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Important: Never invest (trade with) money you can't afford to comfortably lose. Always do your own research and due diligence before placing a trade. Read our Terms & Conditions here. Trade recommendations and analysis are written by our analysts which might have different opinions. Read my 6 Golden Steps to Financial Freedom here. Best regards, Jonas Borchgrevink.

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4.6 stars on average, based on 62 rated postsGerelyn has been covering ICOs and the cryptocurrency market since mid-2017. She's also reported on fintech more broadly in addition to asset management, having previously specialized in institutional investing. She owns some BTC and ETH.




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Bithumb Hack Prompts South Korea to Hasten Cryptocurrency Regulation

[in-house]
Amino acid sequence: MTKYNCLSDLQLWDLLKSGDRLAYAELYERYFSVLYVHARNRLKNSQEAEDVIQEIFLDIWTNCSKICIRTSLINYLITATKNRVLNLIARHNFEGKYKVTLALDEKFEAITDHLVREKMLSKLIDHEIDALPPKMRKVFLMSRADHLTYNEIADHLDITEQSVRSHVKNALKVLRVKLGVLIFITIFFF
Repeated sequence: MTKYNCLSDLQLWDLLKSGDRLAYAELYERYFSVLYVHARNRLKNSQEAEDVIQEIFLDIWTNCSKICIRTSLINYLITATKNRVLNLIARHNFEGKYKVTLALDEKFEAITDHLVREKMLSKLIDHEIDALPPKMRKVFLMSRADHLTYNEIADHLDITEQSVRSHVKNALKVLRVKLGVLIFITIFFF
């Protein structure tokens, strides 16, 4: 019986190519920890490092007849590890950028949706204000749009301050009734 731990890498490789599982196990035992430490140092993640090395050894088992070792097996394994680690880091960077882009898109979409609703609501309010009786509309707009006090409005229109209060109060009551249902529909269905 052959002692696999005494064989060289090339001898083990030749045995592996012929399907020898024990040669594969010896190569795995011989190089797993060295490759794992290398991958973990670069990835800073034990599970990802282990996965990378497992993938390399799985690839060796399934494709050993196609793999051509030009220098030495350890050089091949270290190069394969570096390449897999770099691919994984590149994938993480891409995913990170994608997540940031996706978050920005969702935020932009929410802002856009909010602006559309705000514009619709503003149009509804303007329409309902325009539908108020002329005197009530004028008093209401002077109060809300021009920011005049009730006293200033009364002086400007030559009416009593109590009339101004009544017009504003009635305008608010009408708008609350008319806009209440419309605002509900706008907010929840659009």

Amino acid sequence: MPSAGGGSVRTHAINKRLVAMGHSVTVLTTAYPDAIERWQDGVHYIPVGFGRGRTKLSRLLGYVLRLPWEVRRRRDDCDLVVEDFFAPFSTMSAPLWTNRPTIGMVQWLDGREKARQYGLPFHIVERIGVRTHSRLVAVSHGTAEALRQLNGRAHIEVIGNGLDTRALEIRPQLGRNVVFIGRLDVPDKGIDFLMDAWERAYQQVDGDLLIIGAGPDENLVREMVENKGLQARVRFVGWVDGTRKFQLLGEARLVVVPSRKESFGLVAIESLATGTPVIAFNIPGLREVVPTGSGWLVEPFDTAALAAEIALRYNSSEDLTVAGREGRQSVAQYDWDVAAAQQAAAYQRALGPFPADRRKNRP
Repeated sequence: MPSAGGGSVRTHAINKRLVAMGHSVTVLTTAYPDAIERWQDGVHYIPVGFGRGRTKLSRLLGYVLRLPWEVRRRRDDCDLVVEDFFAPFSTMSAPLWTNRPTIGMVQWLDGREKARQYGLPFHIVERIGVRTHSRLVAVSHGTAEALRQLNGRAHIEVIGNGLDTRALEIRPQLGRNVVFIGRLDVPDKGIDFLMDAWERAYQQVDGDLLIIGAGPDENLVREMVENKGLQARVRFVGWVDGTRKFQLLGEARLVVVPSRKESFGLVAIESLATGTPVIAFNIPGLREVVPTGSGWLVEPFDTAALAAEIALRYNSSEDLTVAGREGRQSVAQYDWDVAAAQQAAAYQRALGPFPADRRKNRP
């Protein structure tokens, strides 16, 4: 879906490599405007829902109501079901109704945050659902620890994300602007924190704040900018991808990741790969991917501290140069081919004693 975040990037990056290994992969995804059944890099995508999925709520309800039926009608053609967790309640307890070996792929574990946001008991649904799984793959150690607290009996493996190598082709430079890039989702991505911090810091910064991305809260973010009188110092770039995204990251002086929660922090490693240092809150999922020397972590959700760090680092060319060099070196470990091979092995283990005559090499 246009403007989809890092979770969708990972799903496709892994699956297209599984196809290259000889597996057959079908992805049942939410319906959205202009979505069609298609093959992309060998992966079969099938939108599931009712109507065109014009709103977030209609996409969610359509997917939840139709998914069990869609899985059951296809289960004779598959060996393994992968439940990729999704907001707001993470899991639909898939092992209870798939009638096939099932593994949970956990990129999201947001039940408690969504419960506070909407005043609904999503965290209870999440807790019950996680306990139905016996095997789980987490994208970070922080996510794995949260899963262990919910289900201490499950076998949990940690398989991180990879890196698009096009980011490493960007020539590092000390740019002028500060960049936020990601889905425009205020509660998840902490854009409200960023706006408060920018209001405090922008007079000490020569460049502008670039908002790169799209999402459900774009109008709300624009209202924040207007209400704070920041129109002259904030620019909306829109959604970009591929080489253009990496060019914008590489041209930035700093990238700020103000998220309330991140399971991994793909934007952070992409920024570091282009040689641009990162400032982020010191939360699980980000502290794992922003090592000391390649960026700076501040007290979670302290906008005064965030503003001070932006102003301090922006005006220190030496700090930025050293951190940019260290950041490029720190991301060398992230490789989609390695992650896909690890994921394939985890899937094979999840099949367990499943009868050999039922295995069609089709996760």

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South Korea’s second-largest cryptocurrency exchange suffered a security breach on Wednesday, prompting local authorities to hasten their adoption of stricter regulations.

Bithumb Hack

Bithumb confirmed Wednesday that cyber criminals “seized” 35 billion won ($31.6 million) worth of digital cash in an apparent attack targeting user accounts. The exchange halted deposits at approximately 00:53 UTC and began a wholesale transfer of funds to cold storage to prevent further theft.

“We checked that some of cryptocurrencies valued about $30,000,000 was stolen,” Bithumb tweeted Wednesday. “Those stolen cryptocurrencies will be covered from Bithumb and all of assets are being transferring to cold wallet.”